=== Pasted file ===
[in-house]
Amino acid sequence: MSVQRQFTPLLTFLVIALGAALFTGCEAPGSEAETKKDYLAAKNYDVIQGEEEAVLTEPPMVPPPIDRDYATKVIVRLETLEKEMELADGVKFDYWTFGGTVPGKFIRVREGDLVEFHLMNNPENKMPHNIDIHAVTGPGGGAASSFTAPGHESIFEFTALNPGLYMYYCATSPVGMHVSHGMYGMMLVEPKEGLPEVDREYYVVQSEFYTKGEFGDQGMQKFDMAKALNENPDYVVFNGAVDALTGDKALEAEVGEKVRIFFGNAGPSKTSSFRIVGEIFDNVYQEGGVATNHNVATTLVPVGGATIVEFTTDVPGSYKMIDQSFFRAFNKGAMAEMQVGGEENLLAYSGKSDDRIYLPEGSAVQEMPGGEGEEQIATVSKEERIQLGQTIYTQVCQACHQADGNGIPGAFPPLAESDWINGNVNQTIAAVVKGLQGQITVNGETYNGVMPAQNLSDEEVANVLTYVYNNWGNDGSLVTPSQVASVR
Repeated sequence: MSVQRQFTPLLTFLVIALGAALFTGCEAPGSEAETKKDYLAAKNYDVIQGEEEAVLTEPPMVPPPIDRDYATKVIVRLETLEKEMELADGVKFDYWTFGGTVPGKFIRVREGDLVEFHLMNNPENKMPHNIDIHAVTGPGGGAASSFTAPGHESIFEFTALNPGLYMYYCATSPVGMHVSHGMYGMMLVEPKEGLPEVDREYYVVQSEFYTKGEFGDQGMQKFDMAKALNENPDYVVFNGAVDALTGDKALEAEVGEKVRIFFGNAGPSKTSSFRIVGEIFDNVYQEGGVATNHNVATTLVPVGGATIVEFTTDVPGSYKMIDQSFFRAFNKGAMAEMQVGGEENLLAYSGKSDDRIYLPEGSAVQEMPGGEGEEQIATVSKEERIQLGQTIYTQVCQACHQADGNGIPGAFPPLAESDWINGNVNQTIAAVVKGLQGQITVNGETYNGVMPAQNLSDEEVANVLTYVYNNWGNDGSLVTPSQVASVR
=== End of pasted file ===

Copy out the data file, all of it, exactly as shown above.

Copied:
[in-house]
Amino acid sequence: MSVQRQFTPLLTFLVIALGAALFTGCEAPGSEAETKKDYLAAKNYDVIQGEEEAVLTEPPMVPPPIDRDYATKVIVRLETLEKEMELADGVKFDYWTFGGTVPGKFIRVREGDLVEFHLMNNPENKMPHNIDIHAVTGPGGGAASSFTAPGHESIFEFTALNPGLYMYYCATSPVGMHVSHGMYGMMLVEPKEGLPEVDREYYVVQSEFYTKGEFGDQGMQKFDMAKALNENPDYVVFNGAVDALTGDKALEAEVGEKVRIFFGNAGPSKTSSFRIVGEIFDNVYQEGGVATNHNVATTLVPVGGATIVEFTTDVPGSYKMIDQSFFRAFNKGAMAEMQVGGEENLLAYSGKSDDRIYLPEGSAVQEMPGGEGEEQIATVSKEERIQLGQTIYTQVCQACHQADGNGIPGAFPPLAESDWINGNVNQTIAAVVKGLQGQITVNGETYNGVMPAQNLSDEEVANVLTYVYNNWGNDGSLVTPSQVASVR
Repeated sequence: MSVQRQFTPLLTFLVIALGAALFTGCEAPGSEAETKKDYLAAKNYDVIQGEEEAVLTEPPMVPPPIDRDYATKVIVRLETLEKEMELADGVKFDYWTFGGTVPGKFIRVREGDLVEFHLMNNPENKMPHNIDIHAVTGPGGGAASSFTAPGHESIFEFTALNPGLYMYYCATSPVGMHVSHGMYGMMLVEPKEGLPEVDREYYVVQSEFYTKGEFGDQGMQKFDMAKALNENPDYVVFNGAVDALTGDKALEAEVGEKVRIFFGNAGPSKTSSFRIVGEIFDNVYQEGGVATNHNVATTLVPVGGATIVEFTTDVPGSYKMIDQSFFRAFNKGAMAEMQVGGEENLLAYSGKSDDRIYLPEGSAVQEMPGGEGEEQIATVSKEERIQLGQTIYTQVCQACHQADGNGIPGAFPPLAESDWINGNVNQTIAAVVKGLQGQITVNGETYNGVMPAQNLSDEEVANVLTYVYNNWGNDGSLVTPSQVASVR